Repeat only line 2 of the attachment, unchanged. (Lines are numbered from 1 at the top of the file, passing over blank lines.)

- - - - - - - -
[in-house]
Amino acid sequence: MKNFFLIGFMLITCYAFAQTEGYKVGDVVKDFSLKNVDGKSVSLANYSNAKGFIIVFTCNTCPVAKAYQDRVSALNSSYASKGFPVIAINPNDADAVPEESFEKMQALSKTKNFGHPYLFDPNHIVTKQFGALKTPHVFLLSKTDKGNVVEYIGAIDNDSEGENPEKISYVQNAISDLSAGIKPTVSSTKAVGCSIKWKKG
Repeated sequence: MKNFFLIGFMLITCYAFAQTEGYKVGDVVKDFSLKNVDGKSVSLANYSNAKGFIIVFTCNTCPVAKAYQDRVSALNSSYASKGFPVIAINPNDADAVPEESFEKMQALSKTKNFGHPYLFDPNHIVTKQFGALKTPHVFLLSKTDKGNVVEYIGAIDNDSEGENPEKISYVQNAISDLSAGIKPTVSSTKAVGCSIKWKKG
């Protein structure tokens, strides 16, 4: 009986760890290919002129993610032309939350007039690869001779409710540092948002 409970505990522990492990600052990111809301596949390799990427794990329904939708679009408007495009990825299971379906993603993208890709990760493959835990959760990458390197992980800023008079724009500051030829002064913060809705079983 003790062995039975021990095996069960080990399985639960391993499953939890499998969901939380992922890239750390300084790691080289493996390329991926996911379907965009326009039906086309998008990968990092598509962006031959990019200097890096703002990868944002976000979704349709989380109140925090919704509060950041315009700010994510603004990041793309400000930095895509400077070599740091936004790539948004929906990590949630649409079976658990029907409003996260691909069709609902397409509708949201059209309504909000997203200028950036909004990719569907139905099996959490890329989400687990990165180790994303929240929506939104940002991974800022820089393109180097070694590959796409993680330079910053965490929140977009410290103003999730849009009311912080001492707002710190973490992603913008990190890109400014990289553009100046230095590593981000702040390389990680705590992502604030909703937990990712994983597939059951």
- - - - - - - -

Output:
Amino acid sequence: MKNFFLIGFMLITCYAFAQTEGYKVGDVVKDFSLKNVDGKSVSLANYSNAKGFIIVFTCNTCPVAKAYQDRVSALNSSYASKGFPVIAINPNDADAVPEESFEKMQALSKTKNFGHPYLFDPNHIVTKQFGALKTPHVFLLSKTDKGNVVEYIGAIDNDSEGENPEKISYVQNAISDLSAGIKPTVSSTKAVGCSIKWKKG